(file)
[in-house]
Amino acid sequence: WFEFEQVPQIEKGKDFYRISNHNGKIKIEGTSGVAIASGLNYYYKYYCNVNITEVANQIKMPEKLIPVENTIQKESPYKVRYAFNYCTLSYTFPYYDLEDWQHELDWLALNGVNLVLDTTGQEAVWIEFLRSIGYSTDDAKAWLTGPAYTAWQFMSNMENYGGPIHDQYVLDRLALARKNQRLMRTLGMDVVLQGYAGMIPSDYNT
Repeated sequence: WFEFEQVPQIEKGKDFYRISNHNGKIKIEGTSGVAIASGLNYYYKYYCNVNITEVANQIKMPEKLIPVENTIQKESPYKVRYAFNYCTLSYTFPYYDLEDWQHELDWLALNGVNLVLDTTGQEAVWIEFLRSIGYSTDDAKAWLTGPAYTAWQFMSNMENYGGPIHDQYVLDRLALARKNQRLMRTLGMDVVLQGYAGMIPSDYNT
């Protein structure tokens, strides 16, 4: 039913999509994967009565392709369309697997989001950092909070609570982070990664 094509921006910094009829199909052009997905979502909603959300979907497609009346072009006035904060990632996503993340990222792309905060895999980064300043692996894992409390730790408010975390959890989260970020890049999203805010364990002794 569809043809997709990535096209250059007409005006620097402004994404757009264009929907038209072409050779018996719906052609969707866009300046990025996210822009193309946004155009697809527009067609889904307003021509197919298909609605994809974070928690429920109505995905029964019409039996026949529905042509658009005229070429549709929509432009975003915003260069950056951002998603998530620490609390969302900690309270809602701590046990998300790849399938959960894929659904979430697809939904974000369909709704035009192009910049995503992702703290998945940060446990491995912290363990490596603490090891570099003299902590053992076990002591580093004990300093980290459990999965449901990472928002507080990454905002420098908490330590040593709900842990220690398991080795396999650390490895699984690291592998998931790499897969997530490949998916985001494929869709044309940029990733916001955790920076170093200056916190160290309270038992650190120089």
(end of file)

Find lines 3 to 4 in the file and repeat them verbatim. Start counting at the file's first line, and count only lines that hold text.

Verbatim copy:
Repeated sequence: WFEFEQVPQIEKGKDFYRISNHNGKIKIEGTSGVAIASGLNYYYKYYCNVNITEVANQIKMPEKLIPVENTIQKESPYKVRYAFNYCTLSYTFPYYDLEDWQHELDWLALNGVNLVLDTTGQEAVWIEFLRSIGYSTDDAKAWLTGPAYTAWQFMSNMENYGGPIHDQYVLDRLALARKNQRLMRTLGMDVVLQGYAGMIPSDYNT
């Protein structure tokens, strides 16, 4: 039913999509994967009565392709369309697997989001950092909070609570982070990664 094509921006910094009829199909052009997905979502909603959300979907497609009346072009006035904060990632996503993340990222792309905060895999980064300043692996894992409390730790408010975390959890989260970020890049999203805010364990002794 569809043809997709990535096209250059007409005006620097402004994404757009264009929907038209072409050779018996719906052609969707866009300046990025996210822009193309946004155009697809527009067609889904307003021509197919298909609605994809974070928690429920109505995905029964019409039996026949529905042509658009005229070429549709929509432009975003915003260069950056951002998603998530620490609390969302900690309270809602701590046990998300790849399938959960894929659904979430697809939904974000369909709704035009192009910049995503992702703290998945940060446990491995912290363990490596603490090891570099003299902590053992076990002591580093004990300093980290459990999965449901990472928002507080990454905002420098908490330590040593709900842990220690398991080795396999650390490895699984690291592998998931790499897969997530490949998916985001494929869709044309940029990733916001955790920076170093200056916190160290309270038992650190120089």